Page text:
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Evaluation of the economic impact of brucellosis in domestic yaks of Tibet

Zeng, J., Robertson, I.D.ORCID: 0000-0002-4255-4752, Ji, Q-M, Dawa, Y-L and Bruce, M.ORCID: 0000-0003-3176-2094 (2018) Evaluation of the economic impact of brucellosis in domestic yaks of Tibet. Transboundary and Emerging Diseases, 66 (1). pp. 476-487.

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Brucellosis is considered as an endemic disease in yaks (Bos grunniens) in China, but few economic analyses describing the cost of the disease and potential benefits of control have been reported. The aim of the study was to estimate the economic cost of brucellosis in yaks and the economic value of three control strategies: (a) vaccination; (b) test-and-slaughter; and (c) a combination of vaccination and test-and-slaughter programs in Damxung and Maizhokunggar counties and Pali township of Yadong county in Tibet. Using data from a cross-sectional seroprevalence survey conducted in 2015, combined with financial data, the predicted costs and benefits of the different control strategies were simulated over a 6-year period. The annual estimated cost of brucellosis in yaks within the study area was US$ 521,043 (95% CI: US$ 334,441; US$ 759,862), with an annual average cost per yak estimated at US$ 1.42 (95% CI: US$ 0.91, US$ 2.07). The benefit-cost analysis predicted that vaccination was the most effective control method with a benefit-cost ratio (BCR) of 3.19 (95% CI: 2.17, 4.66) and a net present value (NPV) of US$ 313,355 (95% CI: US$ 157,679, US$ 541,062) over a 6-year period. A sensitivity analysis found the NPV was most sensitive to the loss from a female yak aborting in the vaccination control program. In contrast, the price of yaks that were slaughtered had the largest influence on the NPV for both the test-and-slaughter control program and the combination control program. These estimates provide valuable information and establish a foundation for formulating and implementing cost-effective measures for controlling the disease in yaks on the Tibetan plateau, and more broadly in China.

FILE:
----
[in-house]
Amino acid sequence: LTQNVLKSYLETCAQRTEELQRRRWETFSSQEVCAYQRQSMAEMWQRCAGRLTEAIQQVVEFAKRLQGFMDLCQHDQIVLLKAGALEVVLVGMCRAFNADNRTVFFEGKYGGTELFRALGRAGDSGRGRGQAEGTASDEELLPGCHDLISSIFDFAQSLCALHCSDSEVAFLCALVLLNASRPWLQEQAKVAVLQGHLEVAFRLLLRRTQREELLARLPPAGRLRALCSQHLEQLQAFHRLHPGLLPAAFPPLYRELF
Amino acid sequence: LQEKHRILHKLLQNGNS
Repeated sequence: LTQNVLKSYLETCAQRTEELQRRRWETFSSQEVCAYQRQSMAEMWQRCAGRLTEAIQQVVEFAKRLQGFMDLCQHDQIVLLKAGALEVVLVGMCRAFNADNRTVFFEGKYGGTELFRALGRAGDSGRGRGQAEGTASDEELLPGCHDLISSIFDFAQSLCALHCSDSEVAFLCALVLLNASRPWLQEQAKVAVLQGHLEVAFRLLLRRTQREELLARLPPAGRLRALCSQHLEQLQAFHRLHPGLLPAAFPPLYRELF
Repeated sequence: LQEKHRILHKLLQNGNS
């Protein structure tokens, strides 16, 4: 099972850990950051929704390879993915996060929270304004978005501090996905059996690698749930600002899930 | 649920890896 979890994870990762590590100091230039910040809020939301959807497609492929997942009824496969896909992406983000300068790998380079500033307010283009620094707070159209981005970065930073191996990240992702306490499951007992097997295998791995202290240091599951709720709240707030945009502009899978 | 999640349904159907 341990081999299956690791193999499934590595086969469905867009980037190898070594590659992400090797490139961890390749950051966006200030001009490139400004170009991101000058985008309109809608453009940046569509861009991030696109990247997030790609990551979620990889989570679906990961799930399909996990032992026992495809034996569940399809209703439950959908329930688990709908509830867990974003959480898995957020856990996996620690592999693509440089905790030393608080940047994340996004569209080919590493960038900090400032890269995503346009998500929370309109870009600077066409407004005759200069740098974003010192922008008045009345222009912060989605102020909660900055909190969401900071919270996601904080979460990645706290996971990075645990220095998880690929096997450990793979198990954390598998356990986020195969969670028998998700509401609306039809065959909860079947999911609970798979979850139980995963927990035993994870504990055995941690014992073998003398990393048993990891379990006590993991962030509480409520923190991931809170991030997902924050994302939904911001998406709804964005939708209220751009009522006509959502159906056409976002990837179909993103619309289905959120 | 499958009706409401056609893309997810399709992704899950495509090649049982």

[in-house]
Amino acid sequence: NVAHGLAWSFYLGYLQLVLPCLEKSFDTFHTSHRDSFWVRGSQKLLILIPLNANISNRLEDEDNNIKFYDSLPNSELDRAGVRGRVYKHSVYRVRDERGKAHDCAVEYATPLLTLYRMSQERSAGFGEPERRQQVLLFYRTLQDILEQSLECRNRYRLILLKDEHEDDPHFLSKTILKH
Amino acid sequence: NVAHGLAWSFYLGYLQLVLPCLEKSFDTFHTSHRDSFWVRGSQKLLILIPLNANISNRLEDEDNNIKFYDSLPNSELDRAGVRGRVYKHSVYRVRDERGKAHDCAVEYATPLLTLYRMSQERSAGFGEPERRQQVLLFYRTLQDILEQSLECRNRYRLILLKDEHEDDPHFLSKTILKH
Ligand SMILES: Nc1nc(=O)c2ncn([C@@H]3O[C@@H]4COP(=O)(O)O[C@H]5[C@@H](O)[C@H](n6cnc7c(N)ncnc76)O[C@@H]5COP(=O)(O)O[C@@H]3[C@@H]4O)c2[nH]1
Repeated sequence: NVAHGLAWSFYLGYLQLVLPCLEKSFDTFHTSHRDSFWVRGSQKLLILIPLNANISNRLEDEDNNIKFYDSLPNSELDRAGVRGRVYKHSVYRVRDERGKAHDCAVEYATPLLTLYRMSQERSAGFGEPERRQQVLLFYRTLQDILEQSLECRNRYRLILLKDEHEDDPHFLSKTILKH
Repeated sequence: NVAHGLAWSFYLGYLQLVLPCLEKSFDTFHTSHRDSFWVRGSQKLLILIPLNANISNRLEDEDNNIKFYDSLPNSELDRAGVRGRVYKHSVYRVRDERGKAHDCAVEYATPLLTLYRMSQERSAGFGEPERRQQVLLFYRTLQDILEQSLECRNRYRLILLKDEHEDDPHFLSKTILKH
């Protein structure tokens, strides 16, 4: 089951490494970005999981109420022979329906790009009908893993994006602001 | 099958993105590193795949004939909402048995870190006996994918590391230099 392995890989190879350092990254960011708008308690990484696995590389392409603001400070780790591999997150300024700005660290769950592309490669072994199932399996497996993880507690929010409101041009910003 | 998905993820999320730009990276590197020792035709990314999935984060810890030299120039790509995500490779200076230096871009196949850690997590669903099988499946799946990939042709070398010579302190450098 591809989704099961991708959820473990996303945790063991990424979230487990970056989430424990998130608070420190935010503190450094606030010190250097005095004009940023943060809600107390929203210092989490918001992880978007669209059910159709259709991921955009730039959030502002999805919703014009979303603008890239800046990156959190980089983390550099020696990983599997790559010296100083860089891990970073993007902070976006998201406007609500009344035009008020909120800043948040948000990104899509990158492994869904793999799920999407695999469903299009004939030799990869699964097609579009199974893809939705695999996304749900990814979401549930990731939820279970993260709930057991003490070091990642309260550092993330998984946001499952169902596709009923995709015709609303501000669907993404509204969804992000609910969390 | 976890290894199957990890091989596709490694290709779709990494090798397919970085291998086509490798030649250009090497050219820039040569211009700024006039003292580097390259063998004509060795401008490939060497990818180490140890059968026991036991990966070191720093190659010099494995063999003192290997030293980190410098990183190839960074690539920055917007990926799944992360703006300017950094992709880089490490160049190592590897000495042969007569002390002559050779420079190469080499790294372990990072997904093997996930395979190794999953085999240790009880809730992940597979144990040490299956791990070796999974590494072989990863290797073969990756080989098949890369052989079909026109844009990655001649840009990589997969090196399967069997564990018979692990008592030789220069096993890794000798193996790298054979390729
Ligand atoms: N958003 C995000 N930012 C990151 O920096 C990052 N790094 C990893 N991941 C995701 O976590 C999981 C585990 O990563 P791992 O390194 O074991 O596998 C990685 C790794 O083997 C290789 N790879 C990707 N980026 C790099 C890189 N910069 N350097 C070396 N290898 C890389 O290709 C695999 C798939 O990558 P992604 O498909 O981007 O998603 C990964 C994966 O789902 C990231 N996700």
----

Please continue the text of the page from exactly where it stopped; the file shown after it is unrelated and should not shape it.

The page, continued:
Item Type: Journal Article
Murdoch Affiliation(s): School of Veterinary and Life Sciences
Publisher: Blackwell-Wiss.-Verl
Copyright: © 2018 Blackwell Verlag GmbH
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